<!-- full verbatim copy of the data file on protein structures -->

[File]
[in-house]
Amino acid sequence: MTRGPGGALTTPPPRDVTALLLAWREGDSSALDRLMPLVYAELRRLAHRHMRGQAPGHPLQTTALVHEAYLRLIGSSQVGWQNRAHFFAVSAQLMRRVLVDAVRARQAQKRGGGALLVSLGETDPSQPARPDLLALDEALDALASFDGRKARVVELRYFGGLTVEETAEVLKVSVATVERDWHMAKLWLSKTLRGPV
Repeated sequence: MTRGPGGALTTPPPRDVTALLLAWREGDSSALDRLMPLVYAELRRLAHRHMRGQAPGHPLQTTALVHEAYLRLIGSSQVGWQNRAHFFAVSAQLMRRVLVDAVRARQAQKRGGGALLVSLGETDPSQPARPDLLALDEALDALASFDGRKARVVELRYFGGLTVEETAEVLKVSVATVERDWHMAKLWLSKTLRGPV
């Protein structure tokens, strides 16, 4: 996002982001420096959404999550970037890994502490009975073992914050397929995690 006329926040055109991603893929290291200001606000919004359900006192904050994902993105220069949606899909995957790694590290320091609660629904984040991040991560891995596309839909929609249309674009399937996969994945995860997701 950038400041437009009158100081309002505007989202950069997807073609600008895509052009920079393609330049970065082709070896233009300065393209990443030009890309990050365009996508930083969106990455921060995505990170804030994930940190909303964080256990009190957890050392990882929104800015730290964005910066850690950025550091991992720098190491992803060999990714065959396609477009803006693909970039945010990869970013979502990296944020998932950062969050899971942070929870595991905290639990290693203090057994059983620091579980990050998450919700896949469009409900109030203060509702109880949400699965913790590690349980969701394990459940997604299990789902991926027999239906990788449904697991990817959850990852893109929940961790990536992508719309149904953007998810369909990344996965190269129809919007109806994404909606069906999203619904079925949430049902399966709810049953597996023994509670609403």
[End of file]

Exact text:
[in-house]
Amino acid sequence: MTRGPGGALTTPPPRDVTALLLAWREGDSSALDRLMPLVYAELRRLAHRHMRGQAPGHPLQTTALVHEAYLRLIGSSQVGWQNRAHFFAVSAQLMRRVLVDAVRARQAQKRGGGALLVSLGETDPSQPARPDLLALDEALDALASFDGRKARVVELRYFGGLTVEETAEVLKVSVATVERDWHMAKLWLSKTLRGPV
Repeated sequence: MTRGPGGALTTPPPRDVTALLLAWREGDSSALDRLMPLVYAELRRLAHRHMRGQAPGHPLQTTALVHEAYLRLIGSSQVGWQNRAHFFAVSAQLMRRVLVDAVRARQAQKRGGGALLVSLGETDPSQPARPDLLALDEALDALASFDGRKARVVELRYFGGLTVEETAEVLKVSVATVERDWHMAKLWLSKTLRGPV
């Protein structure tokens, strides 16, 4: 996002982001420096959404999550970037890994502490009975073992914050397929995690 006329926040055109991603893929290291200001606000919004359900006192904050994902993105220069949606899909995957790694590290320091609660629904984040991040991560891995596309839909929609249309674009399937996969994945995860997701 950038400041437009009158100081309002505007989202950069997807073609600008895509052009920079393609330049970065082709070896233009300065393209990443030009890309990050365009996508930083969106990455921060995505990170804030994930940190909303964080256990009190957890050392990882929104800015730290964005910066850690950025550091991992720098190491992803060999990714065959396609477009803006693909970039945010990869970013979502990296944020998932950062969050899971942070929870595991905290639990290693203090057994059983620091579980990050998450919700896949469009409900109030203060509702109880949400699965913790590690349980969701394990459940997604299990789902991926027999239906990788449904697991990817959850990852893109929940961790990536992508719309149904953007998810369909990344996965190269129809919007109806994404909606069906999203619904079925949430049902399966709810049953597996023994509670609403």